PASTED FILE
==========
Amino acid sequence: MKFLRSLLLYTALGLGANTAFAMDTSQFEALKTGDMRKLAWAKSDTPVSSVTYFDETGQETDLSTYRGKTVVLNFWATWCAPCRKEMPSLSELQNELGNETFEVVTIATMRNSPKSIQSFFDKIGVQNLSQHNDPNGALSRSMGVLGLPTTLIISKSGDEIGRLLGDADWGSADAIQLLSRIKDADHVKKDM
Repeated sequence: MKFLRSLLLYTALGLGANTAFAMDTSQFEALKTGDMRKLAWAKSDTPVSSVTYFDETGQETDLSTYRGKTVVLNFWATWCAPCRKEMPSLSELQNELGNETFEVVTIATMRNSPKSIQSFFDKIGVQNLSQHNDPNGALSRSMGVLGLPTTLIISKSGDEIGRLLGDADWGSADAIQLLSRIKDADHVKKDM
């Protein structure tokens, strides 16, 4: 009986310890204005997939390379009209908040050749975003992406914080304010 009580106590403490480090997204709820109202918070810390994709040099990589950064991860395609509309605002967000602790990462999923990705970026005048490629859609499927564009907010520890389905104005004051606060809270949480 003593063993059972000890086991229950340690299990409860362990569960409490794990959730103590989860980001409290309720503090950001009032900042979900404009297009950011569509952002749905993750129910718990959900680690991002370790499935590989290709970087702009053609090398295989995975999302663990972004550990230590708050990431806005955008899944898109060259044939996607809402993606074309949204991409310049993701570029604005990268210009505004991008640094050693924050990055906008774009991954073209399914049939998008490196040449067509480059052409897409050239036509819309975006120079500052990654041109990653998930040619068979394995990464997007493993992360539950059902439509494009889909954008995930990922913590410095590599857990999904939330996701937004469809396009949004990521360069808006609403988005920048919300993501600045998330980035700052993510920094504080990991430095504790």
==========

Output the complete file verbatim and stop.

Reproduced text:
Amino acid sequence: MKFLRSLLLYTALGLGANTAFAMDTSQFEALKTGDMRKLAWAKSDTPVSSVTYFDETGQETDLSTYRGKTVVLNFWATWCAPCRKEMPSLSELQNELGNETFEVVTIATMRNSPKSIQSFFDKIGVQNLSQHNDPNGALSRSMGVLGLPTTLIISKSGDEIGRLLGDADWGSADAIQLLSRIKDADHVKKDM
Repeated sequence: MKFLRSLLLYTALGLGANTAFAMDTSQFEALKTGDMRKLAWAKSDTPVSSVTYFDETGQETDLSTYRGKTVVLNFWATWCAPCRKEMPSLSELQNELGNETFEVVTIATMRNSPKSIQSFFDKIGVQNLSQHNDPNGALSRSMGVLGLPTTLIISKSGDEIGRLLGDADWGSADAIQLLSRIKDADHVKKDM
């Protein structure tokens, strides 16, 4: 009986310890204005997939390379009209908040050749975003992406914080304010 009580106590403490480090997204709820109202918070810390994709040099990589950064991860395609509309605002967000602790990462999923990705970026005048490629859609499927564009907010520890389905104005004051606060809270949480 003593063993059972000890086991229950340690299990409860362990569960409490794990959730103590989860980001409290309720503090950001009032900042979900404009297009950011569509952002749905993750129910718990959900680690991002370790499935590989290709970087702009053609090398295989995975999302663990972004550990230590708050990431806005955008899944898109060259044939996607809402993606074309949204991409310049993701570029604005990268210009505004991008640094050693924050990055906008774009991954073209399914049939998008490196040449067509480059052409897409050239036509819309975006120079500052990654041109990653998930040619068979394995990464997007493993992360539950059902439509494009889909954008995930990922913590410095590599857990999904939330996701937004469809396009949004990521360069808006609403988005920048919300993501600045998330980035700052993510920094504080990991430095504790």